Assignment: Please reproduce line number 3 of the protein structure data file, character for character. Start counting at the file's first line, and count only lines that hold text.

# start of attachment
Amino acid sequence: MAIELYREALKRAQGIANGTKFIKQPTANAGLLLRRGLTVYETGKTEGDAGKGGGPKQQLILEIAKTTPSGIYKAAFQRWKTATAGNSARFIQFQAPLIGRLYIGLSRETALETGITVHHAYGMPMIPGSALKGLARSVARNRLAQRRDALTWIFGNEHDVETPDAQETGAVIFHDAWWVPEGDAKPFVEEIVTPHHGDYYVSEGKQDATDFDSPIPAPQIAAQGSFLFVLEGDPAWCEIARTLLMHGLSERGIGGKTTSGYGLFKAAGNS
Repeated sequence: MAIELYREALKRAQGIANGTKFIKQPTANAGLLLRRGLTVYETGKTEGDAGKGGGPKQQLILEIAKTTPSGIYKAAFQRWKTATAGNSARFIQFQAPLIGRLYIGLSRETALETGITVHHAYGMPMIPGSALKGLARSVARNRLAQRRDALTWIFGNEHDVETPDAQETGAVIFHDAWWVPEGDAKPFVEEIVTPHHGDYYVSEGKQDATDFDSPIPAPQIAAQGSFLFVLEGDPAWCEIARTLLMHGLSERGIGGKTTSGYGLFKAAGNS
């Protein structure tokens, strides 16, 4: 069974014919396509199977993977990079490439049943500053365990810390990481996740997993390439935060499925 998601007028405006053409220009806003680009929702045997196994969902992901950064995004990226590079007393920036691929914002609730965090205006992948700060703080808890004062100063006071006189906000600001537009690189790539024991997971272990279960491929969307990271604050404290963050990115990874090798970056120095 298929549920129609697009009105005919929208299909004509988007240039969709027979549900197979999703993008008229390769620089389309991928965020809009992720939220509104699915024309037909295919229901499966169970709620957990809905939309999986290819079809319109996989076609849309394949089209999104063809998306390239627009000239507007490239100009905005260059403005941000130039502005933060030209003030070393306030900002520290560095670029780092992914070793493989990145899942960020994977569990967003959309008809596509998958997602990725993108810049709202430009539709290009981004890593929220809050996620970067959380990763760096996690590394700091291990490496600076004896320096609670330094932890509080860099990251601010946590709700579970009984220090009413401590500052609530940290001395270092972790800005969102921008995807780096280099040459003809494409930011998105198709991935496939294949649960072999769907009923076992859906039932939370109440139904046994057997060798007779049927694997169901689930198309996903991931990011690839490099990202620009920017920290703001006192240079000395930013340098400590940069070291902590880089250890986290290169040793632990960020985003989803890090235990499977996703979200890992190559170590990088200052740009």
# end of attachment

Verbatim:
């Protein structure tokens, strides 16, 4: 069974014919396509199977993977990079490439049943500053365990810390990481996740997993390439935060499925 998601007028405006053409220009806003680009929702045997196994969902992901950064995004990226590079007393920036691929914002609730965090205006992948700060703080808890004062100063006071006189906000600001537009690189790539024991997971272990279960491929969307990271604050404290963050990115990874090798970056120095 298929549920129609697009009105005919929208299909004509988007240039969709027979549900197979999703993008008229390769620089389309991928965020809009992720939220509104699915024309037909295919229901499966169970709620957990809905939309999986290819079809319109996989076609849309394949089209999104063809998306390239627009000239507007490239100009905005260059403005941000130039502005933060030209003030070393306030900002520290560095670029780092992914070793493989990145899942960020994977569990967003959309008809596509998958997602990725993108810049709202430009539709290009981004890593929220809050996620970067959380990763760096996690590394700091291990490496600076004896320096609670330094932890509080860099990251601010946590709700579970009984220090009413401590500052609530940290001395270092972790800005969102921008995807780096280099040459003809494409930011998105198709991935496939294949649960072999769907009923076992859906039932939370109440139904046994057997060798007779049927694997169901689930198309996903991931990011690839490099990202620009920017920290703001006192240079000395930013340098400590940069070291902590880089250890986290290169040793632990960020985003989803890090235990499977996703979200890992190559170590990088200052740009």